Last time I went to this Conference I spoke about Delivering Bad News and got pink sequinned sneakers.
This time was Ethics in Long Term Care and a book of $5 vouchers.
Vouchers? How boring is that.
Wait, it gets worse.
Vouchers were used to pay for breakfast, coffee, lunch, coffee and coffee.
An orange (they ran out of bananas) was $2.80.
I can only pay with a $5 voucher.
I give the cashier my voucher and she keeps it.
I am sorry, we can't give any change.
But I just paid for a $2.80 banana with a $5 voucher.
Who is getting the $2.10?
Is it the conference?
Is it the caterer?
Is it a forced tip for the cashiers?
I would like to know where my wasted money is going.
In fact I don't want to have any wasted money. I am
I am encouraging people to put their trays together to reduce voucher gaps. In other words, if we put my $2.80 with your $7.13 and pay with two vouchers - they only get 7 cents. But if we each pay separately, they (whoever they is - we still don't know) get $2.10 PLUS $2.87 which is practically worth another whole $5 voucher. No sir. Not on my dime.
I imagine conference organizers frolicking on the beach in St Maarten, laughing uproariously at all of the suckers who used their $5 vouchers with complete disregard for the consequences.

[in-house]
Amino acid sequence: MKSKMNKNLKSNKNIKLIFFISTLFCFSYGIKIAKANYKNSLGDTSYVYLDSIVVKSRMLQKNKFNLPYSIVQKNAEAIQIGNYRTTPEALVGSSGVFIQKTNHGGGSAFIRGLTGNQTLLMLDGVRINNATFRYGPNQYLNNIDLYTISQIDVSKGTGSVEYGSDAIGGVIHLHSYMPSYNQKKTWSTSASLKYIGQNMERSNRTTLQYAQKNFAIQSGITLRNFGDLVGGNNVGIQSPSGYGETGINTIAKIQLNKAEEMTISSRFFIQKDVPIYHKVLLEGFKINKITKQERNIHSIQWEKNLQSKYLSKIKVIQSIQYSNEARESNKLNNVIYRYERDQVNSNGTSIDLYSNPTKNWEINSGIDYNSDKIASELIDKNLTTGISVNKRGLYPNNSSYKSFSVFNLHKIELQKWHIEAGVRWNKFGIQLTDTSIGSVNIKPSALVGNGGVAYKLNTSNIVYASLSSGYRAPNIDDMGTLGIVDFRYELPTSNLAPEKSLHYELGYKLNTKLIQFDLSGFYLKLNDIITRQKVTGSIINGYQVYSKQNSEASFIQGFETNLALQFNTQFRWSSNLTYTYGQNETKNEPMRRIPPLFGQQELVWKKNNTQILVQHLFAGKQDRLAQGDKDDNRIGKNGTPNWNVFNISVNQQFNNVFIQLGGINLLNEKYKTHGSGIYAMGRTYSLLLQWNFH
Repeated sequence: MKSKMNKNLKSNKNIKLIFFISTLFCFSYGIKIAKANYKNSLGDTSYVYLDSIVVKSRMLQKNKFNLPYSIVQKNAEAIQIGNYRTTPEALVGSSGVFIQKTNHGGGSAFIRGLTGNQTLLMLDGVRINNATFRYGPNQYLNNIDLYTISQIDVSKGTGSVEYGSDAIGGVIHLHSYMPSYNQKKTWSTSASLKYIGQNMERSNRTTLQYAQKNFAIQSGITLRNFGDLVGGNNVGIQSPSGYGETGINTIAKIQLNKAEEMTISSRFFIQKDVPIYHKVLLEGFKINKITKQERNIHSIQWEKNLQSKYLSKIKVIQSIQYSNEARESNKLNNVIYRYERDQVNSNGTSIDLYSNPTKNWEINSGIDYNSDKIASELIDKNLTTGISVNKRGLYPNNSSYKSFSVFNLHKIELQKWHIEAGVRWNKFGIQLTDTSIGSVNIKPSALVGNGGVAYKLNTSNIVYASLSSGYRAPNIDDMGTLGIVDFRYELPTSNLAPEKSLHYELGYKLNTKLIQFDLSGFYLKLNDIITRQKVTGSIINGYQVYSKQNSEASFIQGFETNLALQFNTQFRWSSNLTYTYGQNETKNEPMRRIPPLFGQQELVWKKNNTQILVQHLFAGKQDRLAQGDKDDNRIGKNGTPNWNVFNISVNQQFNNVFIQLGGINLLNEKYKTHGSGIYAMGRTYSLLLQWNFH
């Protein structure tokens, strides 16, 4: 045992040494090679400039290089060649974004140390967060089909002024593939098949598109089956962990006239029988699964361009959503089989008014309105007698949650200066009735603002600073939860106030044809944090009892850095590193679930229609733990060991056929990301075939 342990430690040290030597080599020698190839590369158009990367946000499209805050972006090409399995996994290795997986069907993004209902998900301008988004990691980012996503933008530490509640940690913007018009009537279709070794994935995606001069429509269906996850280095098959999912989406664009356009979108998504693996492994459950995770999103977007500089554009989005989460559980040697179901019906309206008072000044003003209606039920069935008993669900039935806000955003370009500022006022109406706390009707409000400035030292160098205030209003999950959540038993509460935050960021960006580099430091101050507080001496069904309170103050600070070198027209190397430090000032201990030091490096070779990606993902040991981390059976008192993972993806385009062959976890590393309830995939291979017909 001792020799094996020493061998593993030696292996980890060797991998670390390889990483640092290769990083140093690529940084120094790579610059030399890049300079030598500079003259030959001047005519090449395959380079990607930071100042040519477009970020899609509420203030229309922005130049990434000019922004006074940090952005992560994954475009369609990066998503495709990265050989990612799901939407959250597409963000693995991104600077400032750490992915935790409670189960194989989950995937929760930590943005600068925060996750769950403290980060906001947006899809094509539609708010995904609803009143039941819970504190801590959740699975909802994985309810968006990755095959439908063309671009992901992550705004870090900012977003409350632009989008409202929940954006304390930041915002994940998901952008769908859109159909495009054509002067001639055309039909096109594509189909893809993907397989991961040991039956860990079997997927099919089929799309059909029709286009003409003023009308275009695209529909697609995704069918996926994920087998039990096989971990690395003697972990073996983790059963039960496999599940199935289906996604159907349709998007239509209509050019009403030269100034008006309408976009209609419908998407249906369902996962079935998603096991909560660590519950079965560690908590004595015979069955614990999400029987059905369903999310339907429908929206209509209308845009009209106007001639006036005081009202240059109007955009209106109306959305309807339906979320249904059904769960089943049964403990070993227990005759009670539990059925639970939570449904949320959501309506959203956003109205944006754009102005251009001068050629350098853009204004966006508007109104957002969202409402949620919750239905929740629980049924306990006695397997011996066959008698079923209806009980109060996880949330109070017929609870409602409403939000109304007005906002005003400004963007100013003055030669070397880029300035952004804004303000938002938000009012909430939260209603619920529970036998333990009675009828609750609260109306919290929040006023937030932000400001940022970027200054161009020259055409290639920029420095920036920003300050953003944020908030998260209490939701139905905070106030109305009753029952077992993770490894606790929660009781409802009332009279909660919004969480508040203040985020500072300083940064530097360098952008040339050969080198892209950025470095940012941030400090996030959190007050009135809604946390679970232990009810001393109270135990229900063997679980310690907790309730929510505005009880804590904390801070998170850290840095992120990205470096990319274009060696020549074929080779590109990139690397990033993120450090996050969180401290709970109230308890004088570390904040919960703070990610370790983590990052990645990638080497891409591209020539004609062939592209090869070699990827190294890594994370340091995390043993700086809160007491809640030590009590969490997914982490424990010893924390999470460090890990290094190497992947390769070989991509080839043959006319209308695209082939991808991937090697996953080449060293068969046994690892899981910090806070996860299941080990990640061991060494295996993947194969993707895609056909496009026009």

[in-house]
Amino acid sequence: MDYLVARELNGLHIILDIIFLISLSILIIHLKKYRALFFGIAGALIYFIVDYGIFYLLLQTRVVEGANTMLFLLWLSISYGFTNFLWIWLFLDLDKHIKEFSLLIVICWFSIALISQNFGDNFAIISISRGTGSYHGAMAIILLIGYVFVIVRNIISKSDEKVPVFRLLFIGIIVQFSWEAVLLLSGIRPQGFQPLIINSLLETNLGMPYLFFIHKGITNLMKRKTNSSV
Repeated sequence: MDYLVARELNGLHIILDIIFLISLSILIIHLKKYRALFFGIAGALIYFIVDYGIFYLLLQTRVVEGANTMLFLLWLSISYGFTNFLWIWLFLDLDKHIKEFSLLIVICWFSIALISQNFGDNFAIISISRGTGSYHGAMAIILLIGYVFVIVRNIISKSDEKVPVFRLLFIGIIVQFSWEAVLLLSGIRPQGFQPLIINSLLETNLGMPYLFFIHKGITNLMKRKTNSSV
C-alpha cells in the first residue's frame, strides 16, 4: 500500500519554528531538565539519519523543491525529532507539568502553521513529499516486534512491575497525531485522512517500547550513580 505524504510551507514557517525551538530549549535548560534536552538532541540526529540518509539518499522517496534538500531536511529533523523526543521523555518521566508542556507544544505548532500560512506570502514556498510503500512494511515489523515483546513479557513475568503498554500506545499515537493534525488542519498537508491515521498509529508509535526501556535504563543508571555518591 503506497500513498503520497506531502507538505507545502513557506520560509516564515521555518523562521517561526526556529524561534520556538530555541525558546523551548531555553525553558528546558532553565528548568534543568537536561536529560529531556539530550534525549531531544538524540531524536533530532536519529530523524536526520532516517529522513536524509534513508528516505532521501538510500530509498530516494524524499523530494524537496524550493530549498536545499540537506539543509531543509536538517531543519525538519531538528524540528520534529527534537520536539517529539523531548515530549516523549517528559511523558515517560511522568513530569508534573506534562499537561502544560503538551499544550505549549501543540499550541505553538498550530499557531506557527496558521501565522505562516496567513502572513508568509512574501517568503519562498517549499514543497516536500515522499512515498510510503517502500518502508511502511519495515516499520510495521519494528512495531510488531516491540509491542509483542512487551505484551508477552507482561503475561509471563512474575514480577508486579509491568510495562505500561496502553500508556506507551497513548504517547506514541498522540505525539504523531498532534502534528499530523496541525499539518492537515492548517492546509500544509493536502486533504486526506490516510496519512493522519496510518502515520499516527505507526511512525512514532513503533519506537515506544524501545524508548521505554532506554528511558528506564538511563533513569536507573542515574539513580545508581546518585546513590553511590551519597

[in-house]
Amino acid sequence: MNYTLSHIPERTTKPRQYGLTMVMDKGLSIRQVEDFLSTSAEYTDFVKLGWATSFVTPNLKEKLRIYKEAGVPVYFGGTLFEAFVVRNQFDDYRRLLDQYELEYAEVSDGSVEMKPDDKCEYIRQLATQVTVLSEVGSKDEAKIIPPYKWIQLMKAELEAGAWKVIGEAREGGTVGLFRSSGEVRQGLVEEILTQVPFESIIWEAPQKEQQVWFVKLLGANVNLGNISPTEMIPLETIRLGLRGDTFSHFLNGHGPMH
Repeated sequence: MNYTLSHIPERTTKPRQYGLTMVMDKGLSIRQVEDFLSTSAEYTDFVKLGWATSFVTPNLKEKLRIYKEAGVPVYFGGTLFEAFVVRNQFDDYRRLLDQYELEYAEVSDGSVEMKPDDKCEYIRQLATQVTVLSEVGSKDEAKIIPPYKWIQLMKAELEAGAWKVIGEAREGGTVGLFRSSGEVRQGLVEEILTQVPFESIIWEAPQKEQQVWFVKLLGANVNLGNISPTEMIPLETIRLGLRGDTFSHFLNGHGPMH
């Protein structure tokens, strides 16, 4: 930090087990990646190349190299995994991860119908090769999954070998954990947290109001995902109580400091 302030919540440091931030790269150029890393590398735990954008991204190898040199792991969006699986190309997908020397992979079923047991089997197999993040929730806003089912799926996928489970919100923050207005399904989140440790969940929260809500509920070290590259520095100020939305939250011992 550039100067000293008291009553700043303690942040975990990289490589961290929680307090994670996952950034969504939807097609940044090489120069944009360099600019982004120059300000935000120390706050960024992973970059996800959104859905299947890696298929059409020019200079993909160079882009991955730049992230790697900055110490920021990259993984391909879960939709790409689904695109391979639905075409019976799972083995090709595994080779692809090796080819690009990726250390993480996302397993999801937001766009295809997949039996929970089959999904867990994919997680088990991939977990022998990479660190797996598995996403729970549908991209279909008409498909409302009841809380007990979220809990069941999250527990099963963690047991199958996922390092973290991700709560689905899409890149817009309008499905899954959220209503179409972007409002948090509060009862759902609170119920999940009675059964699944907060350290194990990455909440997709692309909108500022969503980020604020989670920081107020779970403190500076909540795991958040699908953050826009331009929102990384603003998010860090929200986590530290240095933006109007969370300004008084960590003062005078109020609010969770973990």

I open unmarked doors looking for a poker game.
I look at the Keynote Speakers suspiciously wondering if they are splitting the take.
Finally Board Member sits next to me.
This is my big chance.
I lean in conspiratorially and ask about the Voucher conspiracy. Is it the Conference? Is it the Board? Is it Lee Harvey Oswald?
Oh, no. Board Member says, don't worry. The conference is only paying for the number on the cash register.
So wait a minute - when I was adding water bottles and apples to my tab I was actually increasing the cost for the conference?
And whether or not we put our trays together the cost to the conference would have been exactly the same?
Do you know where I can get a pair of pink sequinned sneakers?